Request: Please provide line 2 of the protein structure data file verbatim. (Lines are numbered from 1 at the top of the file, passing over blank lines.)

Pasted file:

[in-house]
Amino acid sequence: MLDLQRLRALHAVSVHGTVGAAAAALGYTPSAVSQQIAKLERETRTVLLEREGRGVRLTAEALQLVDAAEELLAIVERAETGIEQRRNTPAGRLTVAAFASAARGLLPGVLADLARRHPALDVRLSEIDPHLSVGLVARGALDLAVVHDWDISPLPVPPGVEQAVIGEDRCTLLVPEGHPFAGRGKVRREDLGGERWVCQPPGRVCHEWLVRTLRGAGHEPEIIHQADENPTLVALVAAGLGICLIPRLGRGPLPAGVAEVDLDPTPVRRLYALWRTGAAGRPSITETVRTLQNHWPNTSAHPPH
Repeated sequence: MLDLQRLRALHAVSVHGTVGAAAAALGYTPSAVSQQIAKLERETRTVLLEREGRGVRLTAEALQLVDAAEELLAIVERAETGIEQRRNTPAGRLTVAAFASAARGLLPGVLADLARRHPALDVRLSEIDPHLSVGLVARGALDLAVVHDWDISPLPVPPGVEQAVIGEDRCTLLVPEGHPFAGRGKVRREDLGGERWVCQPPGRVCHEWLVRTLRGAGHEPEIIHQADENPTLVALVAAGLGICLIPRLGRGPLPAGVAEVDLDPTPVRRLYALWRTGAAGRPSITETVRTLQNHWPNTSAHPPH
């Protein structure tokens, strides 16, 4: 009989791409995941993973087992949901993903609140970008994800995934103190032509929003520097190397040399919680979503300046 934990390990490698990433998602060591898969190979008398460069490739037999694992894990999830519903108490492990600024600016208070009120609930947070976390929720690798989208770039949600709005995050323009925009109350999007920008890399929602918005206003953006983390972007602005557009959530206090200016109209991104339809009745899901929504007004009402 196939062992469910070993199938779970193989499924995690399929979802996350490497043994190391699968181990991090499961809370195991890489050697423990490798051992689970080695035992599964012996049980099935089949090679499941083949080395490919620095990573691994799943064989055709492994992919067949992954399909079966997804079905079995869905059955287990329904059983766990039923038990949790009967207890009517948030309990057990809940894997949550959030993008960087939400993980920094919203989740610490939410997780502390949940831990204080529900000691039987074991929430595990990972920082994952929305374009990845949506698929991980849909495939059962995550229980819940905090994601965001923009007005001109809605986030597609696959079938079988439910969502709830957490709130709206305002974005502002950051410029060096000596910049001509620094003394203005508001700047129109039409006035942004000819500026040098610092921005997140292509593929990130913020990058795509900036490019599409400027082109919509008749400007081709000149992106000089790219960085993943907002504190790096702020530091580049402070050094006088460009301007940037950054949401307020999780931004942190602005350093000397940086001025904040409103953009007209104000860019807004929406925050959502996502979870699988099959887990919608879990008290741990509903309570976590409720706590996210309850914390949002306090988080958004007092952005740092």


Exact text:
Amino acid sequence: MLDLQRLRALHAVSVHGTVGAAAAALGYTPSAVSQQIAKLERETRTVLLEREGRGVRLTAEALQLVDAAEELLAIVERAETGIEQRRNTPAGRLTVAAFASAARGLLPGVLADLARRHPALDVRLSEIDPHLSVGLVARGALDLAVVHDWDISPLPVPPGVEQAVIGEDRCTLLVPEGHPFAGRGKVRREDLGGERWVCQPPGRVCHEWLVRTLRGAGHEPEIIHQADENPTLVALVAAGLGICLIPRLGRGPLPAGVAEVDLDPTPVRRLYALWRTGAAGRPSITETVRTLQNHWPNTSAHPPH